Killing the Buddha on the Road

Killing the Buddha on the Road

 

    Once there was a great swordsman who traveled throughout the land fighting great battles and defeating all manner of challengers.  So great was his mastery of the blade that he had never been defeated, and in time, he became prideful and brash.

    One day the swordsman was walking down a distant and lonely road.  As he reached a narrow pass, he came across a man sitting in the road in meditation.

    “Stand aside” he said, “that I may pass”.

    The man slowly looked up and nodded.  “Certainly”, he said.  “In just a few moments when I have finished my meditation.  In the meantime, please sit and enjoy the summer morning.”

    “I am in a great hurry.” Said the swordsman.  “Now stand aside that I may pass!”

    The man shifted such that the swordsman was able to catch the sight of a sheathed sword across his lap.  “Surely, it is too fine a morning to be in such a hurry.  Please set for a moment and enjoy the sounds of the forest.”

    By now, the swordsman was quite angry.  Placing a hand upon the hilt of his sword, he commanded, “Step aside and make way, or I shall cut my way through you!”

    The man simply nodded and spoke, “You will do as you must.”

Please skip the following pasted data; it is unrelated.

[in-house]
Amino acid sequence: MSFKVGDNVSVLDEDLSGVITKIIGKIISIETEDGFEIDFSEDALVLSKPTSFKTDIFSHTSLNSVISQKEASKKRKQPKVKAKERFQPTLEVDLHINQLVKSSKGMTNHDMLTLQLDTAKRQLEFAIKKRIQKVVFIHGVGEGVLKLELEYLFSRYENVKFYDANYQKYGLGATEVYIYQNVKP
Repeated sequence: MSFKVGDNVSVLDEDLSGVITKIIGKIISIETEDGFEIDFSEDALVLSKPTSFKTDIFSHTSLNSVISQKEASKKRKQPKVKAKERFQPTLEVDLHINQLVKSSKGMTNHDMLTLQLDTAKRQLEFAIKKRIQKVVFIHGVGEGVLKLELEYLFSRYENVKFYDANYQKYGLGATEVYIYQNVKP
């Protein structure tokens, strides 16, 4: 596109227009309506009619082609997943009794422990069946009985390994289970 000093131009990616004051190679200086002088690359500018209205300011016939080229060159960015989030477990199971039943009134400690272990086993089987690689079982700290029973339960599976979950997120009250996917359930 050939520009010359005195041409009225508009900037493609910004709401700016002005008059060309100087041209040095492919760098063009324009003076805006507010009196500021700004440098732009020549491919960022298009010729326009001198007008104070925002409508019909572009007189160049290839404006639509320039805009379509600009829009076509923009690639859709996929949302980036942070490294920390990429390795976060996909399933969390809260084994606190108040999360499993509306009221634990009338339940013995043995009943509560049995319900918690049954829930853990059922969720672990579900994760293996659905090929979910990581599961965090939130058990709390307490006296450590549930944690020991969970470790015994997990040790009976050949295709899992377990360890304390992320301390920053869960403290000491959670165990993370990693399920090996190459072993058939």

The swordsman drew his blade and swung with a mighty chop, but the man moved slightly to one side, too quickly for the swordsman's blade.  With all of his swordsman's speed and concentration, he struck again, but  again he missed.   Again and again, he struck, and again and again the man shifted, and he struck only air.  Finally, with a roar, the swordsman swung a mighty blow, but where the man had been only a moment before, his blade passed through empty space and struck a stone, where the finely crafted weapon shattered into many pieces.

    The swordsman fell to his knees and bowed his head.  “For the first time, I have failed in combat. Now, draw your sword and release me from my dishonor.”

    “Tell me, swordsman,” the man asked, “The fox is the most clever and cunning of creatures.  Does it dishonor the fox that he is not as strong as the ox?  Does it dishonor the ox that he cannot run as fast as the horse, or dishonor the horse that he cannot fly as the eagle?”

    “No, it does them no dishonor to be as they are, rather than be judged against their nature”.

    “And when you, swordsman, were a young boy, did a master teach you the way of the sword?”

    “A great master, yes.” He replied.

    “Were you dishonored when he beat you in battle?” The man asked.

    “No,” said the swordsman, his eyes gone wide, “he defeated me many times before I learned the way of the art- That is how it is taught.”

    “Then, there is no dishonor in your defeat, for I am to all men as a great master is to a young boy.  Come now, I have finished my meditations and would enjoy some company on my journey.”

    The swordsman rose.  “I would be honored.  But tell me, when I faced you, why did you not draw your own sword?”

    The man smiled.  “It would do little good.  I shattered the blade upon a stone many years ago.  Now come, the day is short and the road is very long.”

    In time, the swordsman became a great teacher.  He traveled far and wide, and wherever he went, he carried with him his broken blade,  neatly tucked into it's sheath.

 

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